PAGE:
Part of that process was Michael supporting me from an operational perspective of getting stuff done, so it gives me the capacity to do more stuff. That's key. I could concentrate on the high value stuff, and Michael can concentrate on making sure that things are getting done at the right period of time. Am I a hard work client? What I'm trying to do here is trying to have a bit of a perception of self-awareness. Am I hard client, number one. Number two, how do other people actually understand whether or not they're the sort of client that an accountant, and/or a buyers agent, and/or a mortgage broker would want to have. How do you be a good client essentially? It's very philosophical this.

Munzurul: That's very philosophical, and the question that you asked that are you a hard client? The answer is no, and the reason why the answer is no is that it's not so much in terms of me, what I consider about yourself, it's me to put myself into your perspective. I know that you do want to have investments, I know that you do want to expand your portfolio, but at the same time I do also understand that you've got a whole lot of other business affairs as such, you've got a whole lot of other priorities as such. What I see my role is, my role is that consistently stay with you along the way. Without, I suppose, invasion as such, but consistently stay with you and at the same time to make you achieve which in your own mind that you want to achieve, but perhaps sometimes it doesn't happen.

A common thing that I see all the time, all the time, all the time, is that the business entrepreneur and the leader of a group, and I'll say that very often, "When you are the business entrepreneur, you are the ultimate leader as such. Do you look after yourself as much as you look after the entire organization as such?" With the risk of being quite generic, very often is that business owners, they themselves put them as the lower priority is the entire business and everything else comes in as the high priority. This is where my role is, my role is to come in and say that, "Well you business is important, of course it's important.: It gives it a cash-flow, it keeps it running, and all the rest of it. It's exciting, brilliant. We make the deals as such.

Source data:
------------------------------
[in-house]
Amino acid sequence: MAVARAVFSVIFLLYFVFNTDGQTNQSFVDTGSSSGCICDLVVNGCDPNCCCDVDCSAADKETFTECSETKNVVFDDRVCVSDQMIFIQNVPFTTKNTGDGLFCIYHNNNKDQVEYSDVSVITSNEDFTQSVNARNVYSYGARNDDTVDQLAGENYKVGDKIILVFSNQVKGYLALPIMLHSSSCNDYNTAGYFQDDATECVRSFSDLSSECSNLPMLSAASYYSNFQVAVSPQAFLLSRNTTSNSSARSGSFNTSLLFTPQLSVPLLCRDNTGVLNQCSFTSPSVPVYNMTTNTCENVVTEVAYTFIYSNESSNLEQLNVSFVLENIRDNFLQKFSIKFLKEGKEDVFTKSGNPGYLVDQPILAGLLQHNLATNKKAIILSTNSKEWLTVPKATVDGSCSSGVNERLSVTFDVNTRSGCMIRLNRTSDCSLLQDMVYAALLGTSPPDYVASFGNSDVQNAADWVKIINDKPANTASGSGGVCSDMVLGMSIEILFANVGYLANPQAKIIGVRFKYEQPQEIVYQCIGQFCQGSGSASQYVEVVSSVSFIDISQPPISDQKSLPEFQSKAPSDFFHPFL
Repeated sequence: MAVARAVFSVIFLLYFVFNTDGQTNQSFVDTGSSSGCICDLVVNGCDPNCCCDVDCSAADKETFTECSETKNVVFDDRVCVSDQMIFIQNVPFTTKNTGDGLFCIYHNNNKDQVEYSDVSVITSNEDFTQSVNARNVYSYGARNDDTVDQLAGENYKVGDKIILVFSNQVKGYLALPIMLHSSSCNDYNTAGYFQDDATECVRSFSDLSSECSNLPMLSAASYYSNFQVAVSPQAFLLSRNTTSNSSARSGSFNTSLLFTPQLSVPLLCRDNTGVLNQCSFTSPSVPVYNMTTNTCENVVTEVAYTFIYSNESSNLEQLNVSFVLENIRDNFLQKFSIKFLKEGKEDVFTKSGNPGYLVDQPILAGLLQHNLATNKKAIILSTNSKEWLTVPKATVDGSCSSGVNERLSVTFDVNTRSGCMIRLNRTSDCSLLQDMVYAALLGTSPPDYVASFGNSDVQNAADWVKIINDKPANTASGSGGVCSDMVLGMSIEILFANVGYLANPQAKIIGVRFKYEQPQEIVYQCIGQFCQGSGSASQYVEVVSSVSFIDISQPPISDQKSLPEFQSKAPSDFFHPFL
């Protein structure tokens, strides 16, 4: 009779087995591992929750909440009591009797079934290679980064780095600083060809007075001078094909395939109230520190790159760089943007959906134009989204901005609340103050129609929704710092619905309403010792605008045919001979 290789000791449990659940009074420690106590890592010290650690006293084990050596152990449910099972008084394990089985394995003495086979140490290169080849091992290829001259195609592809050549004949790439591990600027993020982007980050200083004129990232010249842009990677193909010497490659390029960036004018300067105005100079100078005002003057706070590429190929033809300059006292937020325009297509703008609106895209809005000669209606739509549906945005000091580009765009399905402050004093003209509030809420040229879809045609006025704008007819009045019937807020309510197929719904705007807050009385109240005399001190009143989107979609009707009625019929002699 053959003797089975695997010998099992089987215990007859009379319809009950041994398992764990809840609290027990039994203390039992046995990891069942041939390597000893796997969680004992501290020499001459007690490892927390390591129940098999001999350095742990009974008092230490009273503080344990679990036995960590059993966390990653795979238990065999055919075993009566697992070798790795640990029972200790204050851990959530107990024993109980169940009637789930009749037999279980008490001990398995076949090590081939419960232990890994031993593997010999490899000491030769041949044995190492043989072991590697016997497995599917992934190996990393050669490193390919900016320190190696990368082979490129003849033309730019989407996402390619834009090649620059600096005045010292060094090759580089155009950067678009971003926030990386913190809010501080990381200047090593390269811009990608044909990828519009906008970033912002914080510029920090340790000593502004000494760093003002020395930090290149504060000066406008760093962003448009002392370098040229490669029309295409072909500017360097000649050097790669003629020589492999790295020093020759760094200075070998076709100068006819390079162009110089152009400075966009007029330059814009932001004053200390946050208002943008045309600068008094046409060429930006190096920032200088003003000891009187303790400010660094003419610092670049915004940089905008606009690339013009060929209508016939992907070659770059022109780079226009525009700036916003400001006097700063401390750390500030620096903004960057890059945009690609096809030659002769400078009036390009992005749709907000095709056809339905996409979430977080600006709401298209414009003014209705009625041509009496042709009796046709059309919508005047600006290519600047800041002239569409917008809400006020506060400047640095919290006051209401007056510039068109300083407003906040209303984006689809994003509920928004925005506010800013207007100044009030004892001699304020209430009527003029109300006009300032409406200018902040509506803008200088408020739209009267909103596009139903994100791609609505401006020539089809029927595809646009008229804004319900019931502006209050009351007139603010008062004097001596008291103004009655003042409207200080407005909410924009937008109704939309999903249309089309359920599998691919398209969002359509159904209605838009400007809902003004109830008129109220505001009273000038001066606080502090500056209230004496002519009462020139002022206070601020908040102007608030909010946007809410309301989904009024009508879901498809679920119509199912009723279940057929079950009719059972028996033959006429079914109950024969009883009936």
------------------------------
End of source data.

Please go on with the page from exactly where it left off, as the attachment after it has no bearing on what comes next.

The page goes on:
Nonetheless, those business are only running as long as you are running. Whereas your investment properties are the one which are your ultimate aim, your asset base, your wealth is your ultimate aim because that is the wealth which will consistently ... Assuming that we buy the right level of investment with the right level of structure, and right level or areas, and so forth. Those are the ones which will consistently grow over a period of time. The way that I see it in a visual way is that your business, while it is brilliant, it's the short term cash-flow with the ultimate aim of that investment in a longer period of time. It's not you, it's many business entrepreneur. You know what? Me, I'm exactly on the same shoe. I'll look after everyone else tax return, and my own tax return, I always do it at the very last day. I remember last year I've lodged my return at about 11:50 at night on the night when it was due. I think we are all guilty.

Phil: Yeah, we are all guilty. It is philosophical, but the classic question I could ask you, Munzurul, is how do I find the right accountant? You just Google it, right? Smartpropertyinvestment.com.au will come up where we say, "Here are the points that you need to think about when you're assessing whether or not X accountant is the right accountant for you and your property investment." What I'm doing is flipping that around saying as a property investor, shaping the way you view property investment, shaping the way in which you think an accountant or the role that an accountant should play, how can you be a better investor by thinking differently about the accountant and the role that they play? A point I would make under that thesis is around goal setting. I know whenever we catch up, one of the first conversations we have is generally a rehash on goal setting, and you'll try and keep me accountable on the goals that I've created based on dialogue I have had with you.